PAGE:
16. Roly

    This interest rate cut that the IMF thinks will make a difference…how big a chunk of half of one percent do you think will give the boost the economy needs?

  17. NickP

    At a time when there is a lot of uncertainty over the banking sector and contagion, increasing the amount of “banked” money is a prudent choice. Without the current QE, lending levels would be even lower, this is a very real way in which the debt crisis is affecting everyone. If the banks were to screw up again and allow problems in Greece to take down UK banks we’d see bankers swinging from lamp posts. Maybe they are erring too far on the side of caution now but after the public beating they took about being too risk accepting, that’s human nature. Banks are battening down the hatches before the predicted storm.

    Chucking a load of money at the public sector (especially to retain their gold plated pensions) would achieve very little apart from to show the world “well we gave up on that as it was too painful so we gave everyone cake instead”.

  18. @oswald
    We need 3 more type 42 Destroyers, 2 Large Carriers and about 100 more fast jets along with 250 additional helicopters.
    We don’t need to reduce the Infantry, but indeed to increase the Infantry. Further, I need a girl who looks like
    Alisha Dixon to massage my neck every day.

    However………………………………

  19. alan

    red herring, and I suspect you know it.

    Arguing over future public service pensions is irrelevant, whatever your view. It saves no money now, in fact it costs lost revenue in industrial action. Same with NHS reforms (billions being spent up front with no savings being made in the foreseeable future), even the quango bonfire and sacking of public servants has enormous upfront costs in redundancy payments and now in rescue money to try undo damage. Not to mention free schools that aren’t even built yet.

    If the plan was to get the structural deficit down, why start with a spending splurge?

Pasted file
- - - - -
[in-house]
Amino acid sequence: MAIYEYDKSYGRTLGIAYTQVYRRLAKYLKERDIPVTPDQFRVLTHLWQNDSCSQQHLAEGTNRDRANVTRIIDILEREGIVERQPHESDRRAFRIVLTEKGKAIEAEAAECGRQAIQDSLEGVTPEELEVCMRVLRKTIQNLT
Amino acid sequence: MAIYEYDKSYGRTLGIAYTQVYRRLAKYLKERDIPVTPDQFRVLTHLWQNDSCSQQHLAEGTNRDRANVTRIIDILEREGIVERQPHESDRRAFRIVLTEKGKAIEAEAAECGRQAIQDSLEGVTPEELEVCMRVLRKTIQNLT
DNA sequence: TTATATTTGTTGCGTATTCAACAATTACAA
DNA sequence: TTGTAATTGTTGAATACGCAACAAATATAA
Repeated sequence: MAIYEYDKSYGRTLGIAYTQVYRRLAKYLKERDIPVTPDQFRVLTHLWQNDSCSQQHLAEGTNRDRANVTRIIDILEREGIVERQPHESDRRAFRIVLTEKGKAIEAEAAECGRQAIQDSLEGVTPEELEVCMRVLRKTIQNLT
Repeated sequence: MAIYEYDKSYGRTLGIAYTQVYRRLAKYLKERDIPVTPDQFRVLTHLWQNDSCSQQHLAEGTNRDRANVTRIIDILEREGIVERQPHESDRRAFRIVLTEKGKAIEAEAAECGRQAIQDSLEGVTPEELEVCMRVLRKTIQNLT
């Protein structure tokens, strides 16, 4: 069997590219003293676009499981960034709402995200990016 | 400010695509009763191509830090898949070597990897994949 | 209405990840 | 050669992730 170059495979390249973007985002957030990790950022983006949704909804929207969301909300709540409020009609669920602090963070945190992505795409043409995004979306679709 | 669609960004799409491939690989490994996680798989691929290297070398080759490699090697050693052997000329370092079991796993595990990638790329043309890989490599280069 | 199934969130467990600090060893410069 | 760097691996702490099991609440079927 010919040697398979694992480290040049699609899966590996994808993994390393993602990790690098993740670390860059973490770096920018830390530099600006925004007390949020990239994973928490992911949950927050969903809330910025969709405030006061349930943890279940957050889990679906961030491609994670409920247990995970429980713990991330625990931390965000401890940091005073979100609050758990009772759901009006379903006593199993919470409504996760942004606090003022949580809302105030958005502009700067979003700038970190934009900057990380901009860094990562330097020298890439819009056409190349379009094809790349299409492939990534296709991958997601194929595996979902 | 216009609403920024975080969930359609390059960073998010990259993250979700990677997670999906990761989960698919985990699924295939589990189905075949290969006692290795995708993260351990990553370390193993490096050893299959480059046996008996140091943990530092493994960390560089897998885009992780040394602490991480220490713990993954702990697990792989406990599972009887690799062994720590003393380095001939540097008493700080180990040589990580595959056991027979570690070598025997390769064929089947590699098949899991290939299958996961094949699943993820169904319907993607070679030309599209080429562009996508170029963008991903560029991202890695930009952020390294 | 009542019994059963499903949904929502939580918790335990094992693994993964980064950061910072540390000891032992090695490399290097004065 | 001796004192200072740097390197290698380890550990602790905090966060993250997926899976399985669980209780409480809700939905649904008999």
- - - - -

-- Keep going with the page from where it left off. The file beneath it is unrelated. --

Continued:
20. @Roly1
    I sympathise with your desire for more military hardware. As for your other desires – If I ever have the good fortune to meet Alisha I will put in a good word for you. :-)

  21. I’m beginning to think comparisons with Kinnock are inappropriate too. Things are very different from when he was in the position EM is in now. The centre-left was still split then, very much not so now. Much more benign economic circumstances than now – much higher oil prices. No UKIP nibbling away at the right as now.

    Seeing that 3% inflation is both good and troubling news. At least it means prices aren’t shooting up quite so much as before. But, if it takes a recession to get the rate down to this (and 3% isn’t great), then what happens when things finally start getting better? 5-6% inflation? (yikes!)

  22. Good Afternoon all.

    iMO the Kinnock parallel is fair. Tories seem to be able to claw back poll deficits. 1955, 1959, 1964, 1987, 1992 are some examples.

    1974 Feb was a special GE, as was 1983.

    I believe the Labour leader from late 1994-1997 had massive poll leads, and still the GE popular vote figures were closer than in 1996.

  23. KeithP

    I’m yet to be convinced EdM and a policy lite Labour will survive the glare and intense scrutiny of a full-on GE campaign.

    But it is obviously different from NKs time- not only the ConLib government opening up the centre left and far left at the same time to Labour (and I think surviving yellows and current blues really underestimate the electoral impact of that); but also and perhaps more importantly Cameron is simply *no Thatcher* and Osborne is not the wunderkind people like TGB think he is.

    But the country is basically split down the middle- that’s the real lesson of Labours failure to *consistently* break through the 43/44 mark and of the rise of UKIP.

    So for the timebeing I stick with my hung parliament prediction (most probably but not definitely with Labour as largest party) = until EdM is winning hands down not only in personal ratings (which need to be deep in the positive) but also beating Cameron by a large margin as the best PM.